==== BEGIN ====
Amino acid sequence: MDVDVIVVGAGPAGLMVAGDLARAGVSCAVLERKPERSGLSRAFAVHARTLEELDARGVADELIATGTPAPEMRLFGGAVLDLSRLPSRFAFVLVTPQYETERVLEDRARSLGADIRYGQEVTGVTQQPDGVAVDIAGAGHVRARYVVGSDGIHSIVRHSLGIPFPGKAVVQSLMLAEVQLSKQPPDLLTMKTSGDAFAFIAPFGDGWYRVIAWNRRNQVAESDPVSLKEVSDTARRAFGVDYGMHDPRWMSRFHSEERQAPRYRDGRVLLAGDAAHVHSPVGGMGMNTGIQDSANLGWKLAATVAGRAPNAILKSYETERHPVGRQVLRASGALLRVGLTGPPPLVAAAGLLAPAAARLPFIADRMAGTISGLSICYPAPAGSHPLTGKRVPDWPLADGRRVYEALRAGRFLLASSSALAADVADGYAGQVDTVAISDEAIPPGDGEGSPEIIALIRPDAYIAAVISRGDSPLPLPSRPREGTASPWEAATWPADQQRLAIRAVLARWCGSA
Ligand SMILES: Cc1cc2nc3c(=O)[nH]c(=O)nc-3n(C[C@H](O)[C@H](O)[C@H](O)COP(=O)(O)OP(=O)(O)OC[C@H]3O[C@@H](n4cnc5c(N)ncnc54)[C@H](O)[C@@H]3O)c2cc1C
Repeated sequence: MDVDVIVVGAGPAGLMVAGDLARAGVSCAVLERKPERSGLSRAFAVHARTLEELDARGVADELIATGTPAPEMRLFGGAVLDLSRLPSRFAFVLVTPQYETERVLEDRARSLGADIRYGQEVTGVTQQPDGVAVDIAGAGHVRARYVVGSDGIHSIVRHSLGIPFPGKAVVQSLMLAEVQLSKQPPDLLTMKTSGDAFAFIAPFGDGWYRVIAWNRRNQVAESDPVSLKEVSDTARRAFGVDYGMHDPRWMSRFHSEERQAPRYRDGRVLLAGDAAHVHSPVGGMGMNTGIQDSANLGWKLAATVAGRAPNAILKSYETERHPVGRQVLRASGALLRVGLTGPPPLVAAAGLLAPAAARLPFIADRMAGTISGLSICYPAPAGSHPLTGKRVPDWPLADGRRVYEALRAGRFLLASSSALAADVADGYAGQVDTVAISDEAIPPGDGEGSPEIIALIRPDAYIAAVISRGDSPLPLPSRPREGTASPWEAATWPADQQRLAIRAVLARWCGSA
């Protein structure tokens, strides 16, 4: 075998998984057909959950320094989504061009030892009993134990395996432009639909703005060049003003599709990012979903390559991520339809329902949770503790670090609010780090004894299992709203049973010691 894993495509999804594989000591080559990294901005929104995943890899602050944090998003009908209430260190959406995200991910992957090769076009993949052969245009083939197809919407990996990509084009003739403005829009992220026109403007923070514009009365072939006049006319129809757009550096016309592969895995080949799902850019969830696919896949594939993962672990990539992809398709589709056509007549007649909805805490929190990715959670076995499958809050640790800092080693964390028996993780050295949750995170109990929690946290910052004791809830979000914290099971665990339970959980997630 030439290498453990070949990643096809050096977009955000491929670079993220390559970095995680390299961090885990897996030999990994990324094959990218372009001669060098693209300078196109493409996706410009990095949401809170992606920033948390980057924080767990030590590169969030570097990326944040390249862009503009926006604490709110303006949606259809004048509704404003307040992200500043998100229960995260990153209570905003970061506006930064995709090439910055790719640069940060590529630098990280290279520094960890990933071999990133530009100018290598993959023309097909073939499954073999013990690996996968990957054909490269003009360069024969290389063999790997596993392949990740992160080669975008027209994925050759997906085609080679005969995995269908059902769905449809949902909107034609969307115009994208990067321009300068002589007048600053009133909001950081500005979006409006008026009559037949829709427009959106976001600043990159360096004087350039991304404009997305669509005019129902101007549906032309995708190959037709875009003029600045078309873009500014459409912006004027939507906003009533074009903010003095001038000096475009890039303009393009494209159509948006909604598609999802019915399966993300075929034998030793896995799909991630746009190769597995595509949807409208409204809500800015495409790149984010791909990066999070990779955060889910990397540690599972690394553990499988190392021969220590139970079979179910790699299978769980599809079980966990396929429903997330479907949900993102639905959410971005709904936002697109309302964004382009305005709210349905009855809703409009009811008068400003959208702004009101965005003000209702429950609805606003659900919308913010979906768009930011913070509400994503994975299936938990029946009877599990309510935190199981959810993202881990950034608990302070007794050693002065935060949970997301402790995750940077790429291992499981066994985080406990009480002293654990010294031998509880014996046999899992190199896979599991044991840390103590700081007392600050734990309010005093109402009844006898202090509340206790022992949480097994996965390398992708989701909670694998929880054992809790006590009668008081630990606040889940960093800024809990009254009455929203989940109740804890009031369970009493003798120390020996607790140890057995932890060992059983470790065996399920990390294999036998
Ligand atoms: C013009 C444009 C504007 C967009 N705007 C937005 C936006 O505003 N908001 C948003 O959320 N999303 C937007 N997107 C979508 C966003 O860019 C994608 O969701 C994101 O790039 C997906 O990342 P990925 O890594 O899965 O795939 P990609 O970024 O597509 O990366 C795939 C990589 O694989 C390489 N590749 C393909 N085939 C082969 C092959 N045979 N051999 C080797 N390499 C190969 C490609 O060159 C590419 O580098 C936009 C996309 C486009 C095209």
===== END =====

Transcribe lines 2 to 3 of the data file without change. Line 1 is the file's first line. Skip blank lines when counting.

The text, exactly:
Ligand SMILES: Cc1cc2nc3c(=O)[nH]c(=O)nc-3n(C[C@H](O)[C@H](O)[C@H](O)COP(=O)(O)OP(=O)(O)OC[C@H]3O[C@@H](n4cnc5c(N)ncnc54)[C@H](O)[C@@H]3O)c2cc1C
Repeated sequence: MDVDVIVVGAGPAGLMVAGDLARAGVSCAVLERKPERSGLSRAFAVHARTLEELDARGVADELIATGTPAPEMRLFGGAVLDLSRLPSRFAFVLVTPQYETERVLEDRARSLGADIRYGQEVTGVTQQPDGVAVDIAGAGHVRARYVVGSDGIHSIVRHSLGIPFPGKAVVQSLMLAEVQLSKQPPDLLTMKTSGDAFAFIAPFGDGWYRVIAWNRRNQVAESDPVSLKEVSDTARRAFGVDYGMHDPRWMSRFHSEERQAPRYRDGRVLLAGDAAHVHSPVGGMGMNTGIQDSANLGWKLAATVAGRAPNAILKSYETERHPVGRQVLRASGALLRVGLTGPPPLVAAAGLLAPAAARLPFIADRMAGTISGLSICYPAPAGSHPLTGKRVPDWPLADGRRVYEALRAGRFLLASSSALAADVADGYAGQVDTVAISDEAIPPGDGEGSPEIIALIRPDAYIAAVISRGDSPLPLPSRPREGTASPWEAATWPADQQRLAIRAVLARWCGSA